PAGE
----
I’ll first note that in the past couple years, many Regional venues have not been allowing external food or drink into the convention center (this is beyond the discretion of the tournament organizers). There tends to be water available within the venue but you may want to be prepared to shell out some cash if you want snacks, an energy drink, or the like (with that lovely convention center markup). However, information about external food and drink will be available on each respective Regional’s website in advance of the tournament, so you can be prepared. Also, as I mentioned above, most modern Regionals include a lunch break after the third or fourth round. I know some players such as Rahul Reddy hate the lunch break and prefer to just grind through all nine rounds as fast as possible, but I personally like the ability to recharge mentally, walk around outside, and get some “real food” during this time.
Now for my list— this will include the “tournament essentials” of what you absolutely need to play in the tournament; the specific gear I use for things like storing my deck; and the extras I like to have to perform as well as possible.
Tate’s “backpack must-haves” for a full day of Pokemon
1. Tournament essentials:
a. 60 cards. I shouldn’t have to say this, but, well, you need a deck to play in the tournament.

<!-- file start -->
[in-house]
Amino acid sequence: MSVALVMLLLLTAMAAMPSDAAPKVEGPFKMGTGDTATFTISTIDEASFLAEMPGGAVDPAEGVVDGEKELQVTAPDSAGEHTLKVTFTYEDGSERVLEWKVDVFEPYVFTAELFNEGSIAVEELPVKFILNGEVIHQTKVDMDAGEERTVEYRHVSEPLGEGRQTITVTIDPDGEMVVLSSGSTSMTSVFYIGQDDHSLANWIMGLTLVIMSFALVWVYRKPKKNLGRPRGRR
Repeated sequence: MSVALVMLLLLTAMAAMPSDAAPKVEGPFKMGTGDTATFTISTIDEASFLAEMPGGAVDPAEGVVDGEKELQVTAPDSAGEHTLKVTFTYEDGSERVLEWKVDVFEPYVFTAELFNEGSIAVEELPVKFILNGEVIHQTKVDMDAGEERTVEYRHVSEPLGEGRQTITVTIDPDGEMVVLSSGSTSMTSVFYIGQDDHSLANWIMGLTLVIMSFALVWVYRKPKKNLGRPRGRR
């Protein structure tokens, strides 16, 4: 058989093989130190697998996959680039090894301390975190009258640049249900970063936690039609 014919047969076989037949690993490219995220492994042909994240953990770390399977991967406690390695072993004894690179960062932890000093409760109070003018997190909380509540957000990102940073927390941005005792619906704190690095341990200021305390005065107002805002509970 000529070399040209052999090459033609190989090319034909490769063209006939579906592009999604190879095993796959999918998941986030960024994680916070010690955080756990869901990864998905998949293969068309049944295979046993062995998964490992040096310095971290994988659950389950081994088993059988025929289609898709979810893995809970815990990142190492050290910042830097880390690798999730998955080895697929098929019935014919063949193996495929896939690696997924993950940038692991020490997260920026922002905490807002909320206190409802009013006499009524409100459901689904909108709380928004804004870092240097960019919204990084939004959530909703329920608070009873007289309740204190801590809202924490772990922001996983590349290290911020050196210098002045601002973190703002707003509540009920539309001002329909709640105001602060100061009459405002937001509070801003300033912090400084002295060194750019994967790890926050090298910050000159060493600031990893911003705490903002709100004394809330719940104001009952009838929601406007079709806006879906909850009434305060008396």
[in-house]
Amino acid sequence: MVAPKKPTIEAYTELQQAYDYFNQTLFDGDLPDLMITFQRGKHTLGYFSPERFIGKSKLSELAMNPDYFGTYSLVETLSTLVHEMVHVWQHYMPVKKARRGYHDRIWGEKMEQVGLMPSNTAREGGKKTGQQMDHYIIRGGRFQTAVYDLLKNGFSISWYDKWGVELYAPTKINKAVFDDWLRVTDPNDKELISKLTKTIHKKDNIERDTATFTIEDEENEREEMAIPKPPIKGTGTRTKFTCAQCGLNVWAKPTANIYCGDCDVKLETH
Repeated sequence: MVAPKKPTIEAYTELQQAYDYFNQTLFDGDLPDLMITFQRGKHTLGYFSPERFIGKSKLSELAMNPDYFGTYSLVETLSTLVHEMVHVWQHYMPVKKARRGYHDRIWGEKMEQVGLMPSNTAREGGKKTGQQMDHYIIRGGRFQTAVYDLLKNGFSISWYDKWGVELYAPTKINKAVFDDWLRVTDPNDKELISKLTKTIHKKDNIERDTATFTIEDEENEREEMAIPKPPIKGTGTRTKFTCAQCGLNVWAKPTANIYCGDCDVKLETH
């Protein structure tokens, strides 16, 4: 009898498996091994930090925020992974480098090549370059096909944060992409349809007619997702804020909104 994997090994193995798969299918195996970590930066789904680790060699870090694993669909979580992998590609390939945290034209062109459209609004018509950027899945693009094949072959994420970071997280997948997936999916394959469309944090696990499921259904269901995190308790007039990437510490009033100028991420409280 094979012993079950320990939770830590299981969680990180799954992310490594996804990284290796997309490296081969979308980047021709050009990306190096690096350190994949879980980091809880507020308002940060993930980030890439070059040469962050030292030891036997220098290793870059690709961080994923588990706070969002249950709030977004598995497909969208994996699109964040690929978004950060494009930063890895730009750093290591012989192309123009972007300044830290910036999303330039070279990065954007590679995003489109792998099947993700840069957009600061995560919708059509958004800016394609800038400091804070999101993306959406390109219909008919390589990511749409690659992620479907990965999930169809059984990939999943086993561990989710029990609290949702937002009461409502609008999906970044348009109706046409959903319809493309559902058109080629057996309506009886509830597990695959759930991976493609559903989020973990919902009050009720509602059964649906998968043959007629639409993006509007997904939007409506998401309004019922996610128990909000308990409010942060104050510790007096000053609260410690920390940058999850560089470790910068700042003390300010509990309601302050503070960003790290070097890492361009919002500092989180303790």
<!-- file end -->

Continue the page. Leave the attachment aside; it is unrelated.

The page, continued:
b. Sleeves, and extra sleeves. Your 60 cards should be sleeved, and sleeves should be fresh with no discernible wear that could earn you a marked-card penalty. I always stress the importance of having extras of whichever sleeves you’re using. If you damage one, which is pretty likely with how much shuffling you’re doing all day, you don’t want to be that person that gets a penalty because you can’t fix your marked card. I usually use Ultra Pro Pro-Mattes, but you can experiment and find the ones that shuffle best for you. An important point is that you must either be using plain-color sleeves or official Pokemon sleeves; third-party sleeves with designs on the backs are not legal for tournament play. (I do not recommend using the official Pokemon sleeves as I find the shuffling quality and durability to be very poor.)